Furthermore, if God answers all prayers as promised, then wouldn’t God regularly restore amputated limbs? Couldn’t one pray to have heads come up 100 percent of the time when tossing coins?
If prayer doesn’t work, and if the Bible written by God says it does, then Brain concludes that God is a liar. If God is a liar, then he is certainly not perfect, demonstrating one of many ways in which the twelve truths about God are, well, not true.
Second, Brain points to many things God did in the Bible that are inconsistent with the postulated truths. God supposedly is all-good, all-loving, all-knowing, and all-powerful. So, when he created people, he must have messed up big time, because he certainly wasn’t happy with humans when Noah was alive. Was that a mistake by God? How could God make mistakes? At any rate, this all-loving God murdered just about everyone on earth—men, women, even children and innocent animals—when he sent that flood. It was nice that he saved Noah and his family, and all the animals on the Ark, but Brain argues that God’s killing of children is evil and immoral. As another example, God killed all the first-born males of the Egyptians, an act that also wasn’t living up to his all-good billing. Brain concludes: “A being who set out to murder nearly every living thing on an entire planet is evil, plain and simple.”
Third, if the Bible is true and directed by the smartest dude in the universe, there would be no errors, inconsistencies, or ambiguity. If it were the perfect book, we would all be stunned by its power and truthfulness. Yet, the Bible is nothing if not filled with errors, inconsistencies, and boatloads of ambiguity, conflicting incessantly with modern knowledge and reflecting the fact that the book was actually written by men who thought the world was flat.
Ultimately, Brain contends that critical thinking proves God is imaginary and a “grand illusion powered by faulty thinking patterns, superstition, and suggestion.” He is precise and convincing in his analytical process.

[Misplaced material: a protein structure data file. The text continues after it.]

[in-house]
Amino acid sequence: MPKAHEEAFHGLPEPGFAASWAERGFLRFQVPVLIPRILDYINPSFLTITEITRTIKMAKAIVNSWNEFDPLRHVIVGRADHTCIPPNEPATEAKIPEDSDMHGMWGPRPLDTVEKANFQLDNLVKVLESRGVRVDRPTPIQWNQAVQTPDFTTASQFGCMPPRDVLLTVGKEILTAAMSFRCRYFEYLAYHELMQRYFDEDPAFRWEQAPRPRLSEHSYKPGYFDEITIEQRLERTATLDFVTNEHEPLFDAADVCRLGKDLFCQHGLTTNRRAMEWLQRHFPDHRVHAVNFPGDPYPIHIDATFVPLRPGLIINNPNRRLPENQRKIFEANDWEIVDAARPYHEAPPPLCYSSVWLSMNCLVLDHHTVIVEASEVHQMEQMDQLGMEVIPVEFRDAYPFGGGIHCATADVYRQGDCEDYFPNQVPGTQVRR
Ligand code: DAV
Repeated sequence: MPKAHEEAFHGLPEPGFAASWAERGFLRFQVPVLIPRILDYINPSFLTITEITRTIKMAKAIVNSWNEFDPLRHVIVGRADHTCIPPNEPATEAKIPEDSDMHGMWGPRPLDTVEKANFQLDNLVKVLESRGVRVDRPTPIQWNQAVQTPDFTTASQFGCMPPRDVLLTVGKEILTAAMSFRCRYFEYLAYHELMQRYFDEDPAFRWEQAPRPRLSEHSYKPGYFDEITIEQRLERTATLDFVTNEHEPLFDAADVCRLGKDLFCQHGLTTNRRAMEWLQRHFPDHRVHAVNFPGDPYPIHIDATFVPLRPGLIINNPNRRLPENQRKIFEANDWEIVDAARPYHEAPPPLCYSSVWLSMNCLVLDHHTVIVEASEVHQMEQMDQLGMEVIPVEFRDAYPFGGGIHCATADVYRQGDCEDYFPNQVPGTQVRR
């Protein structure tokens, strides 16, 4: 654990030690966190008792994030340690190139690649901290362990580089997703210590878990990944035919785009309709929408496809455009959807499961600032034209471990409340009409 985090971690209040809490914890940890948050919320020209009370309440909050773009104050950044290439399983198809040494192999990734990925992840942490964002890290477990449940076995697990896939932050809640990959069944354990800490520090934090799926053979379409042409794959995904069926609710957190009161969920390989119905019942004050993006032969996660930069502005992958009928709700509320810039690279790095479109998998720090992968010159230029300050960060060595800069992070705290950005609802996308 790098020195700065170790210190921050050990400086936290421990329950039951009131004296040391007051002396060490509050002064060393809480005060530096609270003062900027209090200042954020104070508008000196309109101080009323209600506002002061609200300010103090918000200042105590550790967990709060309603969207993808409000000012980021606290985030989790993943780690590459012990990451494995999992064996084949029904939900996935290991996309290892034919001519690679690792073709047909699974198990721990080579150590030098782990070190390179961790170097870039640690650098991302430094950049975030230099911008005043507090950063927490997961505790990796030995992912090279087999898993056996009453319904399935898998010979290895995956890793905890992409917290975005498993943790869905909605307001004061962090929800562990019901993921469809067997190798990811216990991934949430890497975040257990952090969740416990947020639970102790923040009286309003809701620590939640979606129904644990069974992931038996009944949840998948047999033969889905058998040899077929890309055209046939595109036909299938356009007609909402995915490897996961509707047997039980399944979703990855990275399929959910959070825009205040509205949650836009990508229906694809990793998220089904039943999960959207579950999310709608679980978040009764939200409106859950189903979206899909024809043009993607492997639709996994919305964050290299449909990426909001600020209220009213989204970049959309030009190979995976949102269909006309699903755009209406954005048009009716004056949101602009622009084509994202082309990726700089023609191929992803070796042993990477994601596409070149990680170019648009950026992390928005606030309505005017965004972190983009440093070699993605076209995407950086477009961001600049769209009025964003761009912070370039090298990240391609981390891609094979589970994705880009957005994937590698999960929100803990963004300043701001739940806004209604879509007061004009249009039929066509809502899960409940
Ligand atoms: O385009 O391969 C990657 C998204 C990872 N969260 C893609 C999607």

How “God” Works includes many arguments against the Christian supreme being that I hadn’t really thought about. In this way, I found it very instructive. However, much of the message has been heard before, such as in The God Delusion by Richard Dawkins, who wrote therein that God is “a pernicious delusion,” and that he would attack “all gods, anything and everything supernatural, wherever and whenever they have been or will be invented.”
Nonetheless, Brain does believe that we can, through education, help more people develop critical thinking. I hope he’s right. Religiously provoked beheadings and immolations have no place in the twenty-first century. “What if we decided to create heaven on Earth for every human being on the planet?” he asks. Now that is an excellent goal, which we could achieve by coming together and figuring out a better way to go about things, rather than being guided by primitive tomes.
In other words, I think a lot of people want something to believe in, rather than to simply not believe. Brain mentions meditation and self-talk as having beneficial effects for our pursuits, more so than prayer. What else can we lean on in this perpetual human quest for meaning, peace, and love?
In The Grand Design, Stephen Hawking and Leonard Mlodinow describe quantum physics as “an accurate description of nature.” They go on to write that, “There is no way to remove the observer—us—from our perception of the world, which is created through our sensory processing and through the way we think and reason.” Religion and God may not be an accurate description of nature, but if quantum physics is, I would love to read another book by Marshall Brain entitled, “How Life Works.” He would certainly be the person to write it.